In his book Seekers of Tomorrow, Sam Moskowitz writes that when Ray Bradbury was young, he advocated a political philosophy called technocracy, which predicted that the national economy was going to collapse in 1945. At that point a group of technocrats calling themselves Technocracy, Inc. (TI), would step forward and a series of appointed scientists would run the country according to scientific principles. Bradbury was later horrified to discover that TI was involved in Nazi book burning in Europe (a zealous attempt to enforce Nazi “scientific” principles). As an author, he took book burning personally, as he suggests in these lines from Fahrenheit 451:

“It’s not just the woman that died,” said Montag. “Last night I thought about all the kerosene that I’ve used in the past ten years. And I thought about books. And for the first time I realized that a man was behind each one of the books. A man had to think them up. A man had to take a long time to put them down on paper.”

Thus Bradbury used what was, to him, the horrific idea of book burning in his novel Fahrenheit 451 in response to another horrific situation: the persecutions resulting from a fear of communism (the Red scare) that gripped the nation at mid century.

The Red Scare

Although the USSR had been an ally during World War II, relations between that country and the West had been tense since the Bolshevik Revolution (1918-1921) that followed World War I. As first the USSR and then China adopted the relatively new political philosophy of communism, it seemed the world would eventually devolve into two massive armed camps: the communists and the anticommunists. The communists, however, were not all overseas. The American Communist Party hoped to replace democracy and capitalism with communism within the United States. Today, with the benefit of hindsight, this political ideology may seem sinister, but the stated goals of communism appealed to many idealistic people. Communists advocated an equitable sharing of wealth; the idea that those who did the work, rather than those who only supplied the money, should control the tools of production and profits; and a philosophy of protecting the weak. Early supporters were joined by others who deplored what they saw as American imperialism, attempts to become involved in or control the affairs of foreign countries and to annex territory outside the geographical boundaries of the United States, a widespread policy among industrialized countries since the turn of the century.

Meanwhile, the political situation in Europe in the late 1930s became increasingly volatile. In 1938, shortly before World War II began, the U.S. House of Representatives established a committee to investigate “un-American” activities among the country’s citizens. Originally it investigated what it considered suspicious activities of those from both the political left and the political right. By 1947, however, when the House Un-American Activities Committee (HUAC) opened hearings on suspected communist infiltration of Hollywood, only those on the political left had anything to fear from the committee.

And “fear” is the appropriate word. The committee was determined to expose and discredit anyone in a position to advance the communist cause in the powerful entertainment industry, and accusations were abundant, often with little or no evidence. A series of “unfriendly witnesses” were called before the committee and asked to acknowledge that they were communists and to name fellow communists. When they refused to name “fellow travelers,” several were jailed, and many were blackballed by the major Hollywood studios. This year, 1947, is when Bradbury—who lived in Los Angeles and had many friends in Hollywood—wrote “The Phoenix,” the seed story that would become Fahrenheit 451.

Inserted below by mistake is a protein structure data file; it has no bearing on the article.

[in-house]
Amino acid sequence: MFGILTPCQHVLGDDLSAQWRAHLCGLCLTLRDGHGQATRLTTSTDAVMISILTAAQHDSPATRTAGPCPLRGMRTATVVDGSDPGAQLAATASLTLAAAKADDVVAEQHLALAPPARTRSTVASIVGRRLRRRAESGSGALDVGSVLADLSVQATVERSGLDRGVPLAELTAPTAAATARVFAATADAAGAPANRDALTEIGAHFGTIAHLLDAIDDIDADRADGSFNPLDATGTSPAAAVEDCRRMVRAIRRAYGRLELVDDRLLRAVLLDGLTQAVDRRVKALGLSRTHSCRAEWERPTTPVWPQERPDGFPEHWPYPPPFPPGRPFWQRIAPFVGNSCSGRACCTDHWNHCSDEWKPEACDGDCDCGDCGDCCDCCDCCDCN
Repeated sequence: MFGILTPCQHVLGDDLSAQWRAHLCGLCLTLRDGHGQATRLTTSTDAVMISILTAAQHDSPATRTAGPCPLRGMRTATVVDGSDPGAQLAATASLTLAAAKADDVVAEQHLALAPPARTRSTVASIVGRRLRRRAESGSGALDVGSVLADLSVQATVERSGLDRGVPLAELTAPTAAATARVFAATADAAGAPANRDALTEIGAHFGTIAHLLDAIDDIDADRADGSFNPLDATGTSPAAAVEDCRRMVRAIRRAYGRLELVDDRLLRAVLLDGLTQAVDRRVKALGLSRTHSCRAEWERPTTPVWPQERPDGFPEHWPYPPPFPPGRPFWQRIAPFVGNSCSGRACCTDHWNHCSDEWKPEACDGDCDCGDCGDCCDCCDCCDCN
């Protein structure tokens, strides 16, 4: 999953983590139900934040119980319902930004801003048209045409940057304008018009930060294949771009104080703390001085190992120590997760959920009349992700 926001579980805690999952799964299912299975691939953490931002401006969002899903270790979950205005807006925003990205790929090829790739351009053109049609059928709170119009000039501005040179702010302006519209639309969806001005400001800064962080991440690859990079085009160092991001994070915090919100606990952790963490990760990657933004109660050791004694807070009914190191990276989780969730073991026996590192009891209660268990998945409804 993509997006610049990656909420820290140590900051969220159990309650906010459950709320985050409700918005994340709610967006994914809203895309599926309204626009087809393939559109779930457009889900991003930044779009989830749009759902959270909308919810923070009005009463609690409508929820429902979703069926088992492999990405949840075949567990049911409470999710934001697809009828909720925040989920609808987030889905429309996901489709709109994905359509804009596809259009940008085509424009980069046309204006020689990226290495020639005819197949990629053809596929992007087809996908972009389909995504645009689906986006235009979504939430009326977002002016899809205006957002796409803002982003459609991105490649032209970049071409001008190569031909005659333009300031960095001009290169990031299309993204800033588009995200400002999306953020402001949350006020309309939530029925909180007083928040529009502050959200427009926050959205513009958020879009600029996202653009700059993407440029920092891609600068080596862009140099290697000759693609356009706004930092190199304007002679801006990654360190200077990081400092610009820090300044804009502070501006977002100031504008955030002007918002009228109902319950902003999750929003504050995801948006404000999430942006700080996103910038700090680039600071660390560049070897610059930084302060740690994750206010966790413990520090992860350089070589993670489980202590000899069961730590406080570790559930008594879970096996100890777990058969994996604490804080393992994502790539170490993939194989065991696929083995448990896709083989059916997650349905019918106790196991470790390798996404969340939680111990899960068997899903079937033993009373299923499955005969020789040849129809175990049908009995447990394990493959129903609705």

In 1950, Senator Joseph McCarthy—taking advantage of the growing animosity between East and West—proclaimed, “Today we are engaged in a final, all-out battle between communistic atheism and Christianity.” McCarthy sponsored hearings in the Senate similar to those conducted by HUAC, but they were aimed at more diverse targets, from congressmen to high-ranking military officers. These hearings were prosecuted with such vigor and acrimony that the Wisconsin senator gave his name to the modern witch hunt: “Mc-Carthyism,” personal attacks on individuals by means of widely publicized indiscriminate allegations, especially on the basis of unsubstantiated charges. In February 1951, Bradbury’s story “The Fireman” (a sort of middle stage between “The Phoenix” and Fahrenheit 451) was published.

Criticizing the Hysteria

The charged atmosphere created by powerful figures such as McCarthy made it dangerous to speak out directly against the persecution, but many artists found ways to condemn the fears and injustice. Arthur Miller’s play The Crucible, for example, debuted on Broadway in 1953, the same year Fahrenheit 451 was published. This powerful drama takes as its overt subject the Salem witch trials of 1692, but the underlying message is about the destruction of innocent people when fear, hysteria, and indiscriminate accusations rule—a not-too-subtle attack on McCarthyism.

Bradbury’s book is a slightly more oblique attack, although he has stated that he did intend it as a criticism of McCarthyism. In Fahrenheit 451 he mourns not only the government’s determination to tell people what to think and to destroy those who show any signs of independent thought, but the people’s willingness to stop thinking—and reading— for themselves.

Book burning and repression of thought and ideas are far from the only themes in Fahrenheit 451. The novel comments on many other aspects of modern life that Bradbury deplores, and it is a striking vindication of his vision that many of the aspects of modern life he deplored at that time are even more pronounced today.

Source: Readings on Fahrenheit 451, [edited] by Katie de Koster; Greenhave Press